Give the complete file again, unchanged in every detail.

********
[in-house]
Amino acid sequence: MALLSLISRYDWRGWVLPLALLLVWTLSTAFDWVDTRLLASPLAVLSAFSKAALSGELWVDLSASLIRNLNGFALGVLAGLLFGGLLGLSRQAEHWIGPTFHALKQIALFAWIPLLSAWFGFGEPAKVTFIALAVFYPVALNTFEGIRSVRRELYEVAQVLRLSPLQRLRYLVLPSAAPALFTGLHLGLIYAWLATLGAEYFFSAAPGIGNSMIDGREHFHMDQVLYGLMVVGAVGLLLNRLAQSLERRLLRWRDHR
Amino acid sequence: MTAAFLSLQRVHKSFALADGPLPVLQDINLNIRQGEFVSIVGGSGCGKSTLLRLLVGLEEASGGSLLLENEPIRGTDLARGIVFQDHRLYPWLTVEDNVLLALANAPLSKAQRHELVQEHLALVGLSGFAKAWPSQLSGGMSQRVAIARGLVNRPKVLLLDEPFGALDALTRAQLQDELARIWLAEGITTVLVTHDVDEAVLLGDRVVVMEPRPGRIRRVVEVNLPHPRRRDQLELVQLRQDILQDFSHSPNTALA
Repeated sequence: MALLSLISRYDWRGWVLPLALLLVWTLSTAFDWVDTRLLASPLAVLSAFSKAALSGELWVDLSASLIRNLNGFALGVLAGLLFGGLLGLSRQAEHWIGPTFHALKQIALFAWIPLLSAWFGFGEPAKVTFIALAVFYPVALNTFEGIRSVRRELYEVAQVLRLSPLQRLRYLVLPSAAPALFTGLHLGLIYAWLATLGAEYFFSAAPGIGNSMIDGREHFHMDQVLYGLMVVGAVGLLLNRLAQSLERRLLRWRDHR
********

[in-house]
Amino acid sequence: MALLSLISRYDWRGWVLPLALLLVWTLSTAFDWVDTRLLASPLAVLSAFSKAALSGELWVDLSASLIRNLNGFALGVLAGLLFGGLLGLSRQAEHWIGPTFHALKQIALFAWIPLLSAWFGFGEPAKVTFIALAVFYPVALNTFEGIRSVRRELYEVAQVLRLSPLQRLRYLVLPSAAPALFTGLHLGLIYAWLATLGAEYFFSAAPGIGNSMIDGREHFHMDQVLYGLMVVGAVGLLLNRLAQSLERRLLRWRDHR
Amino acid sequence: MTAAFLSLQRVHKSFALADGPLPVLQDINLNIRQGEFVSIVGGSGCGKSTLLRLLVGLEEASGGSLLLENEPIRGTDLARGIVFQDHRLYPWLTVEDNVLLALANAPLSKAQRHELVQEHLALVGLSGFAKAWPSQLSGGMSQRVAIARGLVNRPKVLLLDEPFGALDALTRAQLQDELARIWLAEGITTVLVTHDVDEAVLLGDRVVVMEPRPGRIRRVVEVNLPHPRRRDQLELVQLRQDILQDFSHSPNTALA
Repeated sequence: MALLSLISRYDWRGWVLPLALLLVWTLSTAFDWVDTRLLASPLAVLSAFSKAALSGELWVDLSASLIRNLNGFALGVLAGLLFGGLLGLSRQAEHWIGPTFHALKQIALFAWIPLLSAWFGFGEPAKVTFIALAVFYPVALNTFEGIRSVRRELYEVAQVLRLSPLQRLRYLVLPSAAPALFTGLHLGLIYAWLATLGAEYFFSAAPGIGNSMIDGREHFHMDQVLYGLMVVGAVGLLLNRLAQSLERRLLRWRDHR